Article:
sulforaphane

(redirected from Glucoraphanin)
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Related to Glucoraphanin: Sulforaphane

sul·fo·raph·ane

 (sŭl′fō-răf′ăn′, -rā′făn′)
n.
A sulfureous phytochemical compound, C6H11NOS2, occurring in cruciferous vegetables and acting as an anticancer agent, antimicrobial, and antioxidant.

[sulfo- + -raphane (blend of New Latin Raphanus, genus name, from Latin, radish, from Greek rhaphanos -ane).]
Translations
sulforaphane
References in periodicals archive ?
Broccoli contains highest concentration of detox antioxidant, glucoraphanin, kicking off week-long celebration leading up to We Love Broccoli Day on March 22
Instead sulforaphane's precursor, glucoraphanin, is present along with an enzyme called myrosinase.
When consumed, glucoraphanin converts to a potent antioxidant and cellular protector called sulforaphane.
Since 1997, Brassica has been working in collaboration with researchers at Johns Hopkins School of Medicine and other renowned institutions to develop products and ingredients that reliably deliver the health benefits of glucoraphanin and sulforaphane (its active form).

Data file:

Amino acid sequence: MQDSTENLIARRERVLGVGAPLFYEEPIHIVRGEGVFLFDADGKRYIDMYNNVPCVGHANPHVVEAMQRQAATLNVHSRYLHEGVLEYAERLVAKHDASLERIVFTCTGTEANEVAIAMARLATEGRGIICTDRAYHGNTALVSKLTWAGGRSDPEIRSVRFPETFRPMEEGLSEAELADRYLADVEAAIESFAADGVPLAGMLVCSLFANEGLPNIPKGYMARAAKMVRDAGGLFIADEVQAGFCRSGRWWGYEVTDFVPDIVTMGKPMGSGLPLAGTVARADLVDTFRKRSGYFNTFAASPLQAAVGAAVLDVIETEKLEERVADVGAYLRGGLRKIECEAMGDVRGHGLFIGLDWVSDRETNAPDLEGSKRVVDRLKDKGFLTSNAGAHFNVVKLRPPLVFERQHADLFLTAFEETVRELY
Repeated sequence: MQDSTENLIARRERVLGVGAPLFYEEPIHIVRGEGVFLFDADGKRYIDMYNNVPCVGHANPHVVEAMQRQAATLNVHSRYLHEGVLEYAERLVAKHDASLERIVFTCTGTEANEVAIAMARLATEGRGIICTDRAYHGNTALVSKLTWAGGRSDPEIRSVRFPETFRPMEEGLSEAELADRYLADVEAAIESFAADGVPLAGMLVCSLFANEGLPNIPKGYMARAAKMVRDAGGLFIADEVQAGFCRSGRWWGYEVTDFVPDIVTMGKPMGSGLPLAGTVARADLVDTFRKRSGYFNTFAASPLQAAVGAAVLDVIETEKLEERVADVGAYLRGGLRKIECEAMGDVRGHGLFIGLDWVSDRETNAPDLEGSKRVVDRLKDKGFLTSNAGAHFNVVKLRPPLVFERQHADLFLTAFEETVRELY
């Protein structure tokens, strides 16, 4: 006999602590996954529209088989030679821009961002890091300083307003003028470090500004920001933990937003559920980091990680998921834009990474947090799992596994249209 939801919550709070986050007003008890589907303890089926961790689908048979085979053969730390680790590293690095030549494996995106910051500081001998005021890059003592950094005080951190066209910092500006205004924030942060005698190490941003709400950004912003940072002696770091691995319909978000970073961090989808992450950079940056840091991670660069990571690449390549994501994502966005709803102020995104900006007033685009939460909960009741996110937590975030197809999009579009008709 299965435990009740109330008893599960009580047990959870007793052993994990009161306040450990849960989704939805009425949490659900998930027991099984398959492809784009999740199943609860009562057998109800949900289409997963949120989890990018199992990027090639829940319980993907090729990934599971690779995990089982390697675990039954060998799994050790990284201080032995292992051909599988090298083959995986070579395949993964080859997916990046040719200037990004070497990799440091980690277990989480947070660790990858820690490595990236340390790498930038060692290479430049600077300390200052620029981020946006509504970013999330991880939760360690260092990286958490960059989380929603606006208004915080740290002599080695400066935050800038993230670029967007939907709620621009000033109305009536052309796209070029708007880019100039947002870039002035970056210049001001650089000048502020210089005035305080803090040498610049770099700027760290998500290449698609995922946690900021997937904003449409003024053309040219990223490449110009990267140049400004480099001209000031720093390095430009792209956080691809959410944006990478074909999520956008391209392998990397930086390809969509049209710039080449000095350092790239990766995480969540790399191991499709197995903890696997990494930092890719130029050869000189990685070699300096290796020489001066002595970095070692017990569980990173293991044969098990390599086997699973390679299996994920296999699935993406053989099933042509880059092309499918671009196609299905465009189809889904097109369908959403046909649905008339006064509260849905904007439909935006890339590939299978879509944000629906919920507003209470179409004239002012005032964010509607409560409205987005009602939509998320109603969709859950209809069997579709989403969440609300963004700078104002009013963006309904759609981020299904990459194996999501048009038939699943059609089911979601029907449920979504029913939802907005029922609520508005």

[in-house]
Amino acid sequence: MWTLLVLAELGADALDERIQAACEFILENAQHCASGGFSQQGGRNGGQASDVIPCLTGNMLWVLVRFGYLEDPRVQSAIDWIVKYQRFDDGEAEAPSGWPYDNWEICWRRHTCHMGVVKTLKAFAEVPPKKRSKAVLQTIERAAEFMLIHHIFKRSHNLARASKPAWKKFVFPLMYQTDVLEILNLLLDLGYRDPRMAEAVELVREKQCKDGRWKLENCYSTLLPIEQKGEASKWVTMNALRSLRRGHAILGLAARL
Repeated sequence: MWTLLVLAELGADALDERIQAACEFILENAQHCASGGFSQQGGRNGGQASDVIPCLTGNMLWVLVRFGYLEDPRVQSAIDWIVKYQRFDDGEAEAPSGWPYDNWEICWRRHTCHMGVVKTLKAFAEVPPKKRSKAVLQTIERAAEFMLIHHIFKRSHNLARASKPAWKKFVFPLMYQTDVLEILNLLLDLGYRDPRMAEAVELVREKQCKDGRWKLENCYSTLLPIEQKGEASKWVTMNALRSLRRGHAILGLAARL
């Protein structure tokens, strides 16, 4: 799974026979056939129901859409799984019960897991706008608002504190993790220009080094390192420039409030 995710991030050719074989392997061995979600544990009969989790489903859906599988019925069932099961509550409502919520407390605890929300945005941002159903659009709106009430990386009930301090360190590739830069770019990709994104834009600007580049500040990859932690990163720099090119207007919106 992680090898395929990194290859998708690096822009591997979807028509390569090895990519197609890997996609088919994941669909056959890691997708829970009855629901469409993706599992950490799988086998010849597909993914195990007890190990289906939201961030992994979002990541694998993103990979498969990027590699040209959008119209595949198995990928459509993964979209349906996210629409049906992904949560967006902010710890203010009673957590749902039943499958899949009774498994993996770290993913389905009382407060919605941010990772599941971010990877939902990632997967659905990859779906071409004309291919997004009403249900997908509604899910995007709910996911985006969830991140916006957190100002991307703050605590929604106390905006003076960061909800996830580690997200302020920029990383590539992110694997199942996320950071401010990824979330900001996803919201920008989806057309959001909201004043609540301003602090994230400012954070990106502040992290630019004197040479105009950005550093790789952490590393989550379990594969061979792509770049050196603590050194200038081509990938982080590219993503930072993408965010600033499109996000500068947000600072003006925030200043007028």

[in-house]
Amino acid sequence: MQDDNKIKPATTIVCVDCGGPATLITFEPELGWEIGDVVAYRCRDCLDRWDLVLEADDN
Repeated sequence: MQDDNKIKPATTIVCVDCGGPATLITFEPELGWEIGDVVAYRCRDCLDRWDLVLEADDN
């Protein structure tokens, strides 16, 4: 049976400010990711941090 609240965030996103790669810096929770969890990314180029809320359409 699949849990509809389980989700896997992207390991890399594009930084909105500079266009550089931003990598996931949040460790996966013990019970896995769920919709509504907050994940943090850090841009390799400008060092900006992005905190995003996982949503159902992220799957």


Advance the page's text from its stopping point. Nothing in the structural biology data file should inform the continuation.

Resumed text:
Brassica vegetables contain myrosinase, a thiohydrolase that releases sulforaphane from glucoraphanin.
For example, broccoli, Brussels sprouts, and cabbage are good sources of a glucosinolate called glucoraphanin, the precursor of sulforaphane.
The new broccoli was specially grown to contain two to three times the normal amount of glucoraphanin, a nutrient believed to help ward off heart disease.
Research suggests the plant chemical, glucoraphanin, may protect the body against heart disease and some types of cancer.
Glucoraphanin, the bioprecursor of the widely extolled chemopreventive agent sulforaphane found in broccoli, induces phase-I xenobiotic metabolizing enzymes and increases free radical generation in rat liver.
For anti-ageing, BroccoRaphanin, one of Frutarom's SelectLine, is a broccoli concentrate containing standardized glucoraphanin.
Researchers at the ARS Vegetable Research Unit in Charleston, SC and at Johns Hopkins University in MD have bred broccoli with 30 times the supposed anti-cancer phytochemical glucoraphanin.